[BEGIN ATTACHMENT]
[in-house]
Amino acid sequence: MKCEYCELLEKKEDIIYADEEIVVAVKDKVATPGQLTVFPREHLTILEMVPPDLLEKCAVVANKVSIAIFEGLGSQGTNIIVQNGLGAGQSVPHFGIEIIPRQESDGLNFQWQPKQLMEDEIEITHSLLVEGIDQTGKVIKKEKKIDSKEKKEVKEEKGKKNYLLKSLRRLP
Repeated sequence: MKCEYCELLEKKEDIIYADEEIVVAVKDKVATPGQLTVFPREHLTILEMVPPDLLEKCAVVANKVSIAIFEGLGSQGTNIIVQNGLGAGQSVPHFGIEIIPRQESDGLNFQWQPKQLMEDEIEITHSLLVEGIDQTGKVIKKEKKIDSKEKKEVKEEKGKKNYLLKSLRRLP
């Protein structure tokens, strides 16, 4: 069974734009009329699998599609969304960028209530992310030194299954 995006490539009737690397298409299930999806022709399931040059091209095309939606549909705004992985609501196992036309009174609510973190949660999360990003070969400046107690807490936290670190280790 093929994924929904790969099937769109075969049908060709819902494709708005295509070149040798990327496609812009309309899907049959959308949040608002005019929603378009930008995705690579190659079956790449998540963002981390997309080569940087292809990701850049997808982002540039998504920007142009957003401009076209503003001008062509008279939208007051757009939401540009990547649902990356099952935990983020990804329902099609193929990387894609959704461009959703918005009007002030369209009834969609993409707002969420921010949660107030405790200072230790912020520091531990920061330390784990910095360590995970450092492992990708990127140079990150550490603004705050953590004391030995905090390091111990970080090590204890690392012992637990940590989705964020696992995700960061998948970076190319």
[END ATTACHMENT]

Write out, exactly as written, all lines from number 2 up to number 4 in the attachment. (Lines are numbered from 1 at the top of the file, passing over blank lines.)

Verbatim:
Amino acid sequence: MKCEYCELLEKKEDIIYADEEIVVAVKDKVATPGQLTVFPREHLTILEMVPPDLLEKCAVVANKVSIAIFEGLGSQGTNIIVQNGLGAGQSVPHFGIEIIPRQESDGLNFQWQPKQLMEDEIEITHSLLVEGIDQTGKVIKKEKKIDSKEKKEVKEEKGKKNYLLKSLRRLP
Repeated sequence: MKCEYCELLEKKEDIIYADEEIVVAVKDKVATPGQLTVFPREHLTILEMVPPDLLEKCAVVANKVSIAIFEGLGSQGTNIIVQNGLGAGQSVPHFGIEIIPRQESDGLNFQWQPKQLMEDEIEITHSLLVEGIDQTGKVIKKEKKIDSKEKKEVKEEKGKKNYLLKSLRRLP
């Protein structure tokens, strides 16, 4: 069974734009009329699998599609969304960028209530992310030194299954 995006490539009737690397298409299930999806022709399931040059091209095309939606549909705004992985609501196992036309009174609510973190949660999360990003070969400046107690807490936290670190280790 093929994924929904790969099937769109075969049908060709819902494709708005295509070149040798990327496609812009309309899907049959959308949040608002005019929603378009930008995705690579190659079956790449998540963002981390997309080569940087292809990701850049997808982002540039998504920007142009957003401009076209503003001008062509008279939208007051757009939401540009990547649902990356099952935990983020990804329902099609193929990387894609959704461009959703918005009007002030369209009834969609993409707002969420921010949660107030405790200072230790912020520091531990920061330390784990910095360590995970450092492992990708990127140079990150550490603004705050953590004391030995905090390091111990970080090590204890690392012992637990940590989705964020696992995700960061998948970076190319």